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Haber Process


The Haber Process equilibrium

The equation for this is:

N2(g) + 3H2(g) <=> 2NH3(g) + 92.4 kJ

. . . and the Kc expression is:

The Haber Process (also known as Haber–Bosch process) is the reaction of nitrogen and hydrogen to produce ammonia.

The nitrogen (N2) and hydrogen (H2) gases are reacted over an iron catalyst (Fe3+) and aluminum oxide (Al2O3) and potassium oxide (K2O) are used as promoters. The reaction is carried out under conditions of 250 atmospheres (atm), 450-500C; resulting in a yield of 10-20%:

N2(g) + 3H2(g) <=> 2NH3(g) + 92.4 kJ

At the beginning of the 20th century there was a shortage of naturally occurring, nitrogen-rich fertilizers, such as Chile saltpeter, which prompted the German Chemist Fritz Haber, and others, to look for ways of combining the nitrogen in the air with hydrogen to form ammonia, which is a convenient starting point in the manufacture of fertilizers. This process was also of interest to the German chemical industry as Germany was preparing for World War I and nitrogen compounds were needed for explosives.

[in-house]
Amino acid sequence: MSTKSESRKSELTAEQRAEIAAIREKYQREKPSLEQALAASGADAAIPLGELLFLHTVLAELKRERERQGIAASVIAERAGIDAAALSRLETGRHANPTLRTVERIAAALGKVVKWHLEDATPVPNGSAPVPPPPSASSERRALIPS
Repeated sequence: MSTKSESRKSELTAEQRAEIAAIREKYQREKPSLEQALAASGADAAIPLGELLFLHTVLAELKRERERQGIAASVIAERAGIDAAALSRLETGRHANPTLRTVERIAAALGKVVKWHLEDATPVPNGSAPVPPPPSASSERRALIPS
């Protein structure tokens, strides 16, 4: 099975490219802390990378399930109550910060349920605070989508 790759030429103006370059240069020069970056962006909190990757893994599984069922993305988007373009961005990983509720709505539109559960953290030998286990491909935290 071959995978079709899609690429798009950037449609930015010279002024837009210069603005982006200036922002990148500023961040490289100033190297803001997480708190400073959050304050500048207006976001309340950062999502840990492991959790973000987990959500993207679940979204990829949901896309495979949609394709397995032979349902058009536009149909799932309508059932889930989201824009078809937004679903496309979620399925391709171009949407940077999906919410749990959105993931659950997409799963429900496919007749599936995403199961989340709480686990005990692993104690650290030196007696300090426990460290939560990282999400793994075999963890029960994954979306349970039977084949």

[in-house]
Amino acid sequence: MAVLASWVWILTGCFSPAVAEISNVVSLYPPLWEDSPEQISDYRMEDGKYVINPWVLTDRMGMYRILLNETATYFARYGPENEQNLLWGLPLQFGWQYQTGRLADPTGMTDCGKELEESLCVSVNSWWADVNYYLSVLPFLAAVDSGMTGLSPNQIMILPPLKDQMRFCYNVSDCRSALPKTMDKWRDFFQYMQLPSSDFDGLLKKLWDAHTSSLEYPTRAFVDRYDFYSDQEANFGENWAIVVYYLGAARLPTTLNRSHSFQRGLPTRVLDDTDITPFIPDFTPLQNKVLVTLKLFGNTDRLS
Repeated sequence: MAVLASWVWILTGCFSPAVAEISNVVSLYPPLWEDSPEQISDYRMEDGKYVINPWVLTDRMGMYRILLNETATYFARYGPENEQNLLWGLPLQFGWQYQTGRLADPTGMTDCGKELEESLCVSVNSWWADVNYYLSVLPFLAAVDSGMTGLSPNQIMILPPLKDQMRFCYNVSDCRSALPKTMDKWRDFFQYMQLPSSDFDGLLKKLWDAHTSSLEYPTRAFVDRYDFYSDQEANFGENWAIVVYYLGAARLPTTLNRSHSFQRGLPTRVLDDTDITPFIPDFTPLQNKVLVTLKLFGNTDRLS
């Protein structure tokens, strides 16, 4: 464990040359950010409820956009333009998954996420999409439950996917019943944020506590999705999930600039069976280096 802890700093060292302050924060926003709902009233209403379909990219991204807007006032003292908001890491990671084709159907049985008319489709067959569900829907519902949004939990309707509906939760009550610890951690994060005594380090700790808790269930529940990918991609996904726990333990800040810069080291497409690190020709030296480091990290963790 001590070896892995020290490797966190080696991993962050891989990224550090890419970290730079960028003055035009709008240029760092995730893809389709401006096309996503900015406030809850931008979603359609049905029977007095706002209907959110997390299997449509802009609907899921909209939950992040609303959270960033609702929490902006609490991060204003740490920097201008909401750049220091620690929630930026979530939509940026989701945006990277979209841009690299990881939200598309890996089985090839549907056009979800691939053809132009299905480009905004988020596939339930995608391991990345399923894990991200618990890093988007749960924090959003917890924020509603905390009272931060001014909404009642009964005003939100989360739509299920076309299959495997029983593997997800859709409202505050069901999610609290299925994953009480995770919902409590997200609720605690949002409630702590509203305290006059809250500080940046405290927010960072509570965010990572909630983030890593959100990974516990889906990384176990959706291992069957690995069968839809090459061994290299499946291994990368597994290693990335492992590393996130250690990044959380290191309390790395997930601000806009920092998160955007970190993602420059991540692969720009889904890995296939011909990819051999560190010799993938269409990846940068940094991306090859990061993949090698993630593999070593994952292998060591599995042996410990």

The process was first patented by Fritz Haber in 1908. In 1910 Carl Bosch, while working for chemical company BASF, successfully commercialized the process and secured further patents. It was first used on an industrial scale by the Germans during World War I: Germany had previously imported 'Chilean saltpeter' (NaNO3) from Chile, but the demand for munitions and the uncertainty of this supply in the war prompted the adoption of the process. Without this process, Germany would almost certainly have run out of munitions by 1916, thereby ending the war. The ammonia produced was oxidized for the production of nitric acid in the Ostwald process, and the nitric acid for the production of various explosive nitro compounds used in munitions.

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